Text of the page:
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Too little, too late?...
on 16 January 2005
So what have we here? Well, as a 5 star selection of Neil Young tracks there's little to fault this album - every one is top notch and together they cover a very fair cross-section of his often complex wanderings between folk, country and hard-rock.
Job well done then? Well not really. First off the selection itself is too limited, with only four tracks covering the last 25 years and with none after 1992. The man's had his ups & downs but his career is much broader than represented here and his post 1977 work includes a much larger number of truly excellent tracks than this compilation, with its heavy weighting to pre-1977, suggests. Odd... not least because, with only a small number of genuine single/album "hits" to his name, it's not as though there's any particular reason to limit it in this way through a "Greatest Hits" title.
Secondly, its sequencing, while strictly chronological, is bizarre. Do people who want to be introduced to an artist (as those at who it's directed at will be) really want to start off with "Down by the River" and "Cowgirl in the Sand" - two excellent but distinctly similar and lengthy hard rock work-outs. Sitting here as its first two tracks, they provide a less than helpful 20 minute opening for someone who probably only knows "Heart of Gold" and maybe a couple of other of Neil Young's more MOR outings.
Finally, 11 of the 16 tracks are already available on the only other sensible retrospective currently available, the excellent two CD "Decade" from 1977, which provides a much more comprehensive & interesting overview of the first 10 years of his 30 year plus career. Result? If "Decade" is the only Neil Young album you own then you're paying a lot for just five more tracks and if you buy this album first and then buy "Decade", as new recruits may well do... well, you're starting to understand the problem.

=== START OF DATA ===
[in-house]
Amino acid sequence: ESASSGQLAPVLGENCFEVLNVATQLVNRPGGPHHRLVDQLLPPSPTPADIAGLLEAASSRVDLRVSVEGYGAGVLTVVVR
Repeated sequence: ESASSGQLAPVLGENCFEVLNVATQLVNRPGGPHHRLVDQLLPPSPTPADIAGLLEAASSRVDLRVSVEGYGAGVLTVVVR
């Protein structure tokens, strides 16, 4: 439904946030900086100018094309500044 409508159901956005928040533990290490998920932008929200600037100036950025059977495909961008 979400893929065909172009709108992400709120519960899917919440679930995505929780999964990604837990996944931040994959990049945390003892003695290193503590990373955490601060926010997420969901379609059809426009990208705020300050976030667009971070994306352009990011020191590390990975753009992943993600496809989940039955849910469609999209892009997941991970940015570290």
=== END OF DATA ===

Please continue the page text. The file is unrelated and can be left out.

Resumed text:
Someone needs to get on top of it because it's increasingly clear that Neil Young, who undoubtedly exerts rigid control over his releases, seems to have "missed the point" when it comes to overviews of his career. As a previous reviewer said, why didn't he give the whole lot to Rhino and let them get on with producing a more comprehensive and better sequenced effort. A 30 track double CD would have done it, leaving both his fans and his new recruits much, much happier. Brilliant though it is, "Greatest Hits" makes the chances of this even more remote, which is a great shame because his best work covers much more than what's on offer here and, as such, deserves much better treatment. A case of too little, too late?